Carbonite defends "unlimited" backup claim
By Nicole Kobie
Posted on 3 Aug 2012 at 12:06
Carbonite has been banned from calling its online backup "unlimited", but says it never heard from the advertising watchdog during the investigation.
The Advertising Standards Authority (ASA) ruled earlier this week that Carbonite can't use the term in its online marketing, because the firm imposes bandwidth restraints on uploads.
"Although unlimited amounts of data could be uploaded, we noted that if data uploads exceeded 200GB, less bandwidth would be available resulting in slower backup," the ASA said. "Because it did not make this clear, we concluded the ad was likely to mislead."
However, Carbonite didn't get a chance to defend itself. The ASA said Carbonite didn't respond to its requests for information despite making "every effort" to contact the firm. "They failed to respond to any of our correspondence, which is why the adjudication cites their lack of response."
A Carbonite spokeswoman told PC Pro it "didn’t respond to the ASA investigation because we were never made aware of it; we were made aware of their final adjudication only".
Carbonite said its backup was unlimited, and the claim clearly referred to the storage space offered to customers, not bandwidth. "Carbonite’s focus is on the speed with which it restores files to customers who are recovering from a data disaster, versus the speed of the initial backup process," it added.
The watchdog said the ruling stands, but the company can appeal "if they wish" - which Carbonite said it intends to do. "We hope that – with more information on Carbonite’s backup processes – the ASA may reconsider their decision," Carbonite said.
Carbonite has some chance of winning its appeal, even if the ASA includes the bandwidth restriction.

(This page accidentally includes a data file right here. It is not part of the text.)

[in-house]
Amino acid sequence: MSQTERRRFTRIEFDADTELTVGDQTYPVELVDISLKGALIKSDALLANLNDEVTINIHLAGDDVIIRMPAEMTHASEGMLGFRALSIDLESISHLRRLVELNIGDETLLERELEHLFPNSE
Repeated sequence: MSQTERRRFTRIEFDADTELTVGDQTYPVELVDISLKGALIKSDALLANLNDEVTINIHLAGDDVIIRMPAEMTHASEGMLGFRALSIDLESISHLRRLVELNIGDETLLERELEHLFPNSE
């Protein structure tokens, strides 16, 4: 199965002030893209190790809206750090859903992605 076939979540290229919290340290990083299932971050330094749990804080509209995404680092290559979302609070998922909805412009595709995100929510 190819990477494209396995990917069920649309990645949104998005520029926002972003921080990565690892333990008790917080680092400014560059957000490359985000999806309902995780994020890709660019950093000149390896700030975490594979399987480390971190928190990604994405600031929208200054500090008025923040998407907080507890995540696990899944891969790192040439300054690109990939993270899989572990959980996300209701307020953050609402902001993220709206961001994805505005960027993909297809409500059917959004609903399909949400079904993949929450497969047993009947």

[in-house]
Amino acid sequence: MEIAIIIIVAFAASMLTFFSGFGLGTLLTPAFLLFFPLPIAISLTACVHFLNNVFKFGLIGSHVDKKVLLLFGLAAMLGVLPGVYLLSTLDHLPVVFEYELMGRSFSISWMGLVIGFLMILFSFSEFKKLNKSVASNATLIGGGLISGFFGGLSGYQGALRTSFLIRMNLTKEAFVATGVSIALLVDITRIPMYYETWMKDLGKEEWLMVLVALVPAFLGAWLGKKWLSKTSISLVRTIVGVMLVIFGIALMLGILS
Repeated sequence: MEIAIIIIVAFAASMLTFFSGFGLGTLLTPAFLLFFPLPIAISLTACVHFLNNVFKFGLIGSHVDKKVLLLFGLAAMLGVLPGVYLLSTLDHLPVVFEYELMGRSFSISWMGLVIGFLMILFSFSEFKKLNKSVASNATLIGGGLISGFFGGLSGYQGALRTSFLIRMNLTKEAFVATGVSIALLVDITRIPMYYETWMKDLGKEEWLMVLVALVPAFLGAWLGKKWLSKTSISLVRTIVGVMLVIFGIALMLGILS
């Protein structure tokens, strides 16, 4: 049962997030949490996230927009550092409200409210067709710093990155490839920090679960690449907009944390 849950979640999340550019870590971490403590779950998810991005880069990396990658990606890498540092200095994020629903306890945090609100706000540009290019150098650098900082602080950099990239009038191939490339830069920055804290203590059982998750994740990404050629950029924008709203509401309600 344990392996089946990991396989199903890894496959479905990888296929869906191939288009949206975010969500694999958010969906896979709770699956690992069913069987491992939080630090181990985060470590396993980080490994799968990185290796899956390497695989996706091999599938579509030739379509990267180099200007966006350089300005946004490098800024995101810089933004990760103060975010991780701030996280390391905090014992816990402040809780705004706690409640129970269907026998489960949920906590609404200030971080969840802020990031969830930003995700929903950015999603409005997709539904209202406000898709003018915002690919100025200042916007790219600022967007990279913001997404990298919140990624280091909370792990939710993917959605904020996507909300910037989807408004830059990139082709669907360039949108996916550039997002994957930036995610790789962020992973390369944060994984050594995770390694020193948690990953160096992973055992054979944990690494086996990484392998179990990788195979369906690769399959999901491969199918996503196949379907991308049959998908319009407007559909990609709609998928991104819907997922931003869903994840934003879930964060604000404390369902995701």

The ASA has ruled several times on "unlimited" claims, saying ISPs can use the term "unlimited" if they manage traffic, but only if it's a "moderate" restriction. They can only use the phrases "totally" or "truly" unlimited if there are no "provider-imposed" restrictions.
According to Carbonite's website, the standard home service "allocates more bandwidth to users doing a typical initial backup of less than 35GB, and less to users after their backup exceeds 200GB" for the initial backup. That restriction applies to fewer than 2% of customers, it said.
Seriously the ASA thinks that backing up unlimited amounts of data isn't unlimited, but all the phone/broadband deals with restricted downloads are unlimited?
By jamesyld on 3 Aug 2012
Carbonite is great, but....
.... if you want to move your data from say a C: drive to a D: drive because you want to install an SSD, you can't unless you want to back up all the data again. I have over 100K files / 300 GB of data, so that is just not practical.
Backup speeds for me are still reasonable (trying to keep on topic).
By Jules75 on 3 Aug 2012
Have you checked your spam folder for the ASA emails? Failing that, the the (unlimited) backup of your spam folder?
By JohnAHind on 3 Aug 2012
what ever happened to innocent until proven guilty then?
By curiousclive on 3 Aug 2012
An email or postal letter can be verified by requesting the recipient to sign for its reception.
It is up to the recipient to ensure that they are able to receive their mail and respond to it.
Some companies refuse to acknowledge correspondence or answer telephone calls, but so long as the sender has tried all reasonable ways to communicate, previous law cases state that is reasonable.
Another noteworthy point is "Fixed means Fixed" Which? tm 16 July 2012: Where price increases have been made to users during their "Fixed" contracts.
A contracted company (and contractee also) should do what is written on the contract.
By lenmontieth on 4 Aug 2012
A bit stupid or what?
In quoting the Carbonite case as Prima facie example, I would suggest that the download and upload of all the phone/broadband deals are indeed, LIMITED BY THEIR BANDWIDTH and therefore do not comply with Service Providers advertisement "UNLIMITED" statements.
By lenmontieth on 4 Aug 2012
- Flickr redesign: is it enough to tempt photographers back?
- Hands on with the new Google Maps
- Nokia Lumia 925 review: first look
- Why I won't subscribe to Creative Cloud
- GoPro camera strapped to a remote-control helicopter: the ultimate boy's toy
- Acer Iconia A1 review: first look
- Acer Aspire P3 review: first look
- Acer Aspire R7 review: first look
- How we produce the PC Pro podcast
- Google Now draining iPhone battery